January 22, 2014 08:14:02 GMT
The Donnie Azoff depicter reveals that he agreed to take a major cut in his pay because he wanted to work with Martin Scorsese so bad.
There's no doubt that Jonah Hill worked very hard in "The Wolf of Wall Street" which resulted in an Oscar nomination, but he didn't earn a lot of money from the said role. In a radio interview with Howard Stern, he revealed that he was only paid $60,000 for the gig.
"They gave me the lowest amount of money possible, that was their offer," he opened up to the shock jock on Tuesday, January 21. "It was the minimum. I think SAG minimum is something like $60,000 before commissions and taxes." When Stern asked again for confirmation, "So you got paid $60,000 for that movie?" Hill replied, "Yeah, for an almost seven-month shoot."
"I said, 'I will sign the paper tonight. Fax me the papers tonight.' I want to sign them tonight before they change their mind," he recalled. "I said I want to sign them before I go to sleep tonight so they legally can't change their mind."
The "Moneyball" star was willing to do the movie for only $60k because he was so desperate to work with critically-acclaimed director Martin Scorsese. "I would sell my house and give him all my money to work for [Scorsese] ... I would have done anything in the world. I would do it again in a second," he gushed.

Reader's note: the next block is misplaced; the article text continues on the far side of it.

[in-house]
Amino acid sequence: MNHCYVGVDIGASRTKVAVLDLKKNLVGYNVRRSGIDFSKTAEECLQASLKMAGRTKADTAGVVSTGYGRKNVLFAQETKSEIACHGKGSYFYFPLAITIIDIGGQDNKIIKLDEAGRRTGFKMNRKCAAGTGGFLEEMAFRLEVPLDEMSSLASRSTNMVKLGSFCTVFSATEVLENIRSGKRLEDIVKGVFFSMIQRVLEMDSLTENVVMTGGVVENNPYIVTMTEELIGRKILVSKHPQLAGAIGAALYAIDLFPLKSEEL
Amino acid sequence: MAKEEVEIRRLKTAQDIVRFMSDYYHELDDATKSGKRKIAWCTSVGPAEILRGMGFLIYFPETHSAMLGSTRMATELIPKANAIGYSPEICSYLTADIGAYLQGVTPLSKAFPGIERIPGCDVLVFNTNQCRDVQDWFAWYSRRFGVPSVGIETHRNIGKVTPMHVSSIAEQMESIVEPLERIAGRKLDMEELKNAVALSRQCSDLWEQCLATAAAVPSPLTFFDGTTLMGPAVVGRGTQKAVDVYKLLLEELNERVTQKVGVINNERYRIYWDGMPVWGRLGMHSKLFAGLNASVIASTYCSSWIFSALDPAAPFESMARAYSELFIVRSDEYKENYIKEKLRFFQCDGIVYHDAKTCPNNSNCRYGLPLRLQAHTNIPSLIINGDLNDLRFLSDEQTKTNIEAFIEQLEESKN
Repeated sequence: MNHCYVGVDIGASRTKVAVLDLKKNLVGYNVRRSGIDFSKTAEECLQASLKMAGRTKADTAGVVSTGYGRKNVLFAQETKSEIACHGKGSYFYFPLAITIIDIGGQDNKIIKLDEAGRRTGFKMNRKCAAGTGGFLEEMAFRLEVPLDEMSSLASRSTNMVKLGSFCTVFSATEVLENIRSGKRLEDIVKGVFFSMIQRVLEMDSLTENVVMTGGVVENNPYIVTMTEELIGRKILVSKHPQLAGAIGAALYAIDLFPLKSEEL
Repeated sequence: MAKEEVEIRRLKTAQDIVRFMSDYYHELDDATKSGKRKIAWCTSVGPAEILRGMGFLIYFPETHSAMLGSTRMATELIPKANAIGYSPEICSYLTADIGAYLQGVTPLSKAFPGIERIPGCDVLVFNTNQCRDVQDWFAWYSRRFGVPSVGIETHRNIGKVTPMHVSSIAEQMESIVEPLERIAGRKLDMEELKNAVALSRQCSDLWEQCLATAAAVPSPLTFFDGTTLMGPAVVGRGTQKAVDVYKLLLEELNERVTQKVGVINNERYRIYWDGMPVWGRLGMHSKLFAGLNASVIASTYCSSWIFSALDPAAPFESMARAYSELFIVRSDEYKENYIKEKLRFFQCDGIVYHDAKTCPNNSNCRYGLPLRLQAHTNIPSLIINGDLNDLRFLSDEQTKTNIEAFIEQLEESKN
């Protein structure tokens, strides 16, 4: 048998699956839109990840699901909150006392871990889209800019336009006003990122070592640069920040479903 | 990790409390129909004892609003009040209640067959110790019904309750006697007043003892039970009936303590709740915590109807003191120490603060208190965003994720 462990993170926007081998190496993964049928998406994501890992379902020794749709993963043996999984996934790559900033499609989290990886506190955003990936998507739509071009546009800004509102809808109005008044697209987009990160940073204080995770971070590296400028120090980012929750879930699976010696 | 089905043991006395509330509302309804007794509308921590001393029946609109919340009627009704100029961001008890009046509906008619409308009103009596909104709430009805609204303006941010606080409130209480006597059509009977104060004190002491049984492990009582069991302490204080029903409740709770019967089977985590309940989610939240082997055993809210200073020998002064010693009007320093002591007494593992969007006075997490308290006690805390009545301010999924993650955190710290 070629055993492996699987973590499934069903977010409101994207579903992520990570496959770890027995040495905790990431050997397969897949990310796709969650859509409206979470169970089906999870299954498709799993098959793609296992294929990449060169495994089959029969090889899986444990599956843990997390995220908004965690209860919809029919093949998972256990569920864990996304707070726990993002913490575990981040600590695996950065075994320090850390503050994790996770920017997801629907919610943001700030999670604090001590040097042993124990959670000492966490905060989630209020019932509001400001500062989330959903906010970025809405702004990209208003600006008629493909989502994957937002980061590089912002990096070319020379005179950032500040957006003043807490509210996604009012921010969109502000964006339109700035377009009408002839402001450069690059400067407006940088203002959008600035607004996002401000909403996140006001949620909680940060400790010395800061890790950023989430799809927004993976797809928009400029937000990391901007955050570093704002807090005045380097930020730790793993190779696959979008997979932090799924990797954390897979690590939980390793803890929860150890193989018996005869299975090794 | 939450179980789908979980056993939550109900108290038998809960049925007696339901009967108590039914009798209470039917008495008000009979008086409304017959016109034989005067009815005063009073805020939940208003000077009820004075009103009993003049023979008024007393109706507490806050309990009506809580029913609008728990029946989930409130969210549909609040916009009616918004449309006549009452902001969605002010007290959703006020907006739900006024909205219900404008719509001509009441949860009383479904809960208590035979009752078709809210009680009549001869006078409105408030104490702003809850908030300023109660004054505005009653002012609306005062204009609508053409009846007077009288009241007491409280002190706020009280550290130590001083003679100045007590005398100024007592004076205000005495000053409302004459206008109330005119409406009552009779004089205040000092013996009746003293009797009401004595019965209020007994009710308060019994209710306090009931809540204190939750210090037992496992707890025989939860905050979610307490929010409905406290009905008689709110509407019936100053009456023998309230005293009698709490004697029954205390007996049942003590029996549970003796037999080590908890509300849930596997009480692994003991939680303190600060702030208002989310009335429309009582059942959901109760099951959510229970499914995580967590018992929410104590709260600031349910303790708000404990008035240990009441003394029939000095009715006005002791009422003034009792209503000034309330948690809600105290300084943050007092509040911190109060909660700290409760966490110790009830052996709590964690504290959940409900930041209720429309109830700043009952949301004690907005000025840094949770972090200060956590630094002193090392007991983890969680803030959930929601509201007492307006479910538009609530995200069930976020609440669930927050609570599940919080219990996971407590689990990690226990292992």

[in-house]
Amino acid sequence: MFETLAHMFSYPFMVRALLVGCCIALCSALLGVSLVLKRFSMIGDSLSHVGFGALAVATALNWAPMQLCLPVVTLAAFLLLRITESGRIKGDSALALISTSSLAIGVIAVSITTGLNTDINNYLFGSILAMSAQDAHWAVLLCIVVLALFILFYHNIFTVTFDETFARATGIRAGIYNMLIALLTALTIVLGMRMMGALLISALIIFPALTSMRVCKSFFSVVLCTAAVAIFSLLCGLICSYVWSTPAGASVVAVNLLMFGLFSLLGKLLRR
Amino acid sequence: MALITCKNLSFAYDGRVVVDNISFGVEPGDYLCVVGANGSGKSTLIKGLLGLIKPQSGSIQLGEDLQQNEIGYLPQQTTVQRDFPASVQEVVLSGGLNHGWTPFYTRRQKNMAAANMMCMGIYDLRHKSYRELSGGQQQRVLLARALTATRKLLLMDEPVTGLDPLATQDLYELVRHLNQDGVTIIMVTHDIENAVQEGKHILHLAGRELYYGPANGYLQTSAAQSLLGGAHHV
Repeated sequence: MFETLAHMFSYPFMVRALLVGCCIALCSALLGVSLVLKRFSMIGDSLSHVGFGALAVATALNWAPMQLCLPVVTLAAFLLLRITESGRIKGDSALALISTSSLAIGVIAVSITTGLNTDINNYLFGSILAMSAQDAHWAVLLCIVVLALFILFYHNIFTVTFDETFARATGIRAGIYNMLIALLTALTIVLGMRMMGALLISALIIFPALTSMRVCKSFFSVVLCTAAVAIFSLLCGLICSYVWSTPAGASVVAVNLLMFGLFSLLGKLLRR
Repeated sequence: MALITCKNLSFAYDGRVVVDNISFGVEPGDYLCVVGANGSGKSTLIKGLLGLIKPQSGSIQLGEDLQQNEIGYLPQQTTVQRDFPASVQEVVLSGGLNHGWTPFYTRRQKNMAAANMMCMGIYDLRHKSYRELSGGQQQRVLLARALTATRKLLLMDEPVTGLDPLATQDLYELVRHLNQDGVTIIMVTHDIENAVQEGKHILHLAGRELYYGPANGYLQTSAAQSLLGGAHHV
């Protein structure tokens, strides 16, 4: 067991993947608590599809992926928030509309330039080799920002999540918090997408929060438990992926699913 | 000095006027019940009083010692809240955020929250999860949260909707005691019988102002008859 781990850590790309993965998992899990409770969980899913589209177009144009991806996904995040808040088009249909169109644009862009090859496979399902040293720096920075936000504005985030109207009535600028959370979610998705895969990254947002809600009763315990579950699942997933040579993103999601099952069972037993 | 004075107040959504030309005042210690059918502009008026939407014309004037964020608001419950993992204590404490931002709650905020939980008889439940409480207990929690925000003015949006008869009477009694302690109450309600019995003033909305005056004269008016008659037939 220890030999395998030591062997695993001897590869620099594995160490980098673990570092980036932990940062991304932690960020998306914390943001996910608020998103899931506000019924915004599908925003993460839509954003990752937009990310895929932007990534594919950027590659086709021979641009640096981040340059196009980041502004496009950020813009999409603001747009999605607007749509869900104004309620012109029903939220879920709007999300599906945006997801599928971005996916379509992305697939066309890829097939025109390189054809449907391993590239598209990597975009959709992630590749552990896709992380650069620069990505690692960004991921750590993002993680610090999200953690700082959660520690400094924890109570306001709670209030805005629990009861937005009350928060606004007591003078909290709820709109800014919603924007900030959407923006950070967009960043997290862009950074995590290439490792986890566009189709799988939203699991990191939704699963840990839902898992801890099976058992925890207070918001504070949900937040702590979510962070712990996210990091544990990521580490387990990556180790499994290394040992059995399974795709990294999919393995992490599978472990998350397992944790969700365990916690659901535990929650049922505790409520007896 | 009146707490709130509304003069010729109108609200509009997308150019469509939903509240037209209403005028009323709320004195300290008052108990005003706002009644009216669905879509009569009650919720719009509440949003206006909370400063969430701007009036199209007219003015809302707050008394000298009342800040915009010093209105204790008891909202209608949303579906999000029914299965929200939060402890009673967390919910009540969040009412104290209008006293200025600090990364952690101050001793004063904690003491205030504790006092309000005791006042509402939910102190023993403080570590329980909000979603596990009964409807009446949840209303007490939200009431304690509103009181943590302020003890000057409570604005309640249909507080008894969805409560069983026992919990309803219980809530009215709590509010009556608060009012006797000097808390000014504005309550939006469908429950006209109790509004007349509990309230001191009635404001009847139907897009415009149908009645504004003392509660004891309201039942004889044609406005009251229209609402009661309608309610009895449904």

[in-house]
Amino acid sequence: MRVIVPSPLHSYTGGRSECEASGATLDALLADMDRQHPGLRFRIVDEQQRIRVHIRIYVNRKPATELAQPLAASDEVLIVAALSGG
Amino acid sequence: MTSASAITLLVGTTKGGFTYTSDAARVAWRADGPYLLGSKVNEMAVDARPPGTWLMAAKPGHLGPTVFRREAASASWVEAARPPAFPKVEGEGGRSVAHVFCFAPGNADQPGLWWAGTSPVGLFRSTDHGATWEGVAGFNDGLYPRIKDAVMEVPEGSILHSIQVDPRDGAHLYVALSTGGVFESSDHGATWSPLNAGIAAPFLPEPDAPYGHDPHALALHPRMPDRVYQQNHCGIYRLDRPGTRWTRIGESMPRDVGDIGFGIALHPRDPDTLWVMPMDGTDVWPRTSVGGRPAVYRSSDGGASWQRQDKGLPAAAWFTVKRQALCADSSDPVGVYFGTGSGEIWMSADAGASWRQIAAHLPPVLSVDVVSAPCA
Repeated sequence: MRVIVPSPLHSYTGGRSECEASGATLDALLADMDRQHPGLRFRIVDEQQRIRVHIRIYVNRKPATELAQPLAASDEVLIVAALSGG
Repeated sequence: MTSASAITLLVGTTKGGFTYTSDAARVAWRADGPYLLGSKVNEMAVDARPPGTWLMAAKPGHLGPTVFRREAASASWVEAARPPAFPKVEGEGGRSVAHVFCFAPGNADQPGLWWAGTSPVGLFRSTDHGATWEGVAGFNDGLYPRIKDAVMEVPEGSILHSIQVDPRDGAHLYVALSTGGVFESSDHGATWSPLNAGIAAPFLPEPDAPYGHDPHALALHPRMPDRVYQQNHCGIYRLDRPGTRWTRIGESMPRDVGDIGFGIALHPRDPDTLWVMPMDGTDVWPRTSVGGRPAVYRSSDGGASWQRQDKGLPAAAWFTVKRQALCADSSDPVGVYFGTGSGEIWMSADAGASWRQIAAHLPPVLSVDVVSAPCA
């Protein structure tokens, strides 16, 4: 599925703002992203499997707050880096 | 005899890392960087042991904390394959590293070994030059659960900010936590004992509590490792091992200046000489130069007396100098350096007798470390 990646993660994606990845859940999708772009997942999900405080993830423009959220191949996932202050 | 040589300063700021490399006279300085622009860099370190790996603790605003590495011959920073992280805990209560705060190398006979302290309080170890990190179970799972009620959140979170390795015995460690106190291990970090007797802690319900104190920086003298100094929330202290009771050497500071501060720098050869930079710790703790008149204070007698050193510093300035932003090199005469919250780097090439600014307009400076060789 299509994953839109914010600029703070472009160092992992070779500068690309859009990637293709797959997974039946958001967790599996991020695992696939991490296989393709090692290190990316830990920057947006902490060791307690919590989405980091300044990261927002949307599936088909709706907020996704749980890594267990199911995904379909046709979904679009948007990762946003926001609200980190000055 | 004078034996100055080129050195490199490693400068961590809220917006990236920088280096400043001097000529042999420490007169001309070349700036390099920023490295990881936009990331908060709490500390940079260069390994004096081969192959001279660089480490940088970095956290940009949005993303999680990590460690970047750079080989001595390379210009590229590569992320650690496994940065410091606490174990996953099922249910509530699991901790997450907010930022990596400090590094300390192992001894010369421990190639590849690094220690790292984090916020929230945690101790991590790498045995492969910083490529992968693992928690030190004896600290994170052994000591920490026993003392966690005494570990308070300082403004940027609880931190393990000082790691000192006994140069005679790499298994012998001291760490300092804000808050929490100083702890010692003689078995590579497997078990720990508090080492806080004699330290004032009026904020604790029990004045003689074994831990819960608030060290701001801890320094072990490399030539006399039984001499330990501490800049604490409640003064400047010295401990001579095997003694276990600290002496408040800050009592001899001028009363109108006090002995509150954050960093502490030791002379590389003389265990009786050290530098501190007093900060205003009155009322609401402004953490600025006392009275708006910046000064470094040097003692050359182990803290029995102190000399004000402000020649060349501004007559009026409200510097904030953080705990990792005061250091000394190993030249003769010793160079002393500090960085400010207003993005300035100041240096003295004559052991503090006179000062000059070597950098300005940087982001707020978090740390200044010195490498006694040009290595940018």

He didn't regret anything about it, saying, "I got to f**king be in a Martin Scorsese movie and I just got nominated for an Oscar. I'm tripping out, Howard ... I'm in shock. I'm totally in shock."
In fact, the 30-year-old actor is not working for money. "It's not about money for me. None of this s**t is about money," he said, though admitting, "I want to make money to pay my rent, and hopefully have a family one day and have kids and stuff."
Hill had been nominated before for Best Supporting Actor at Academy Awards for his role in "Moneyball". The Schmidt of "21 Jump Street" previously turned down roles in hit movies "The Hangover" and "Transformers" in favor of "Cyrus" (2010) starring John C. Reilly and Marisa Tomei.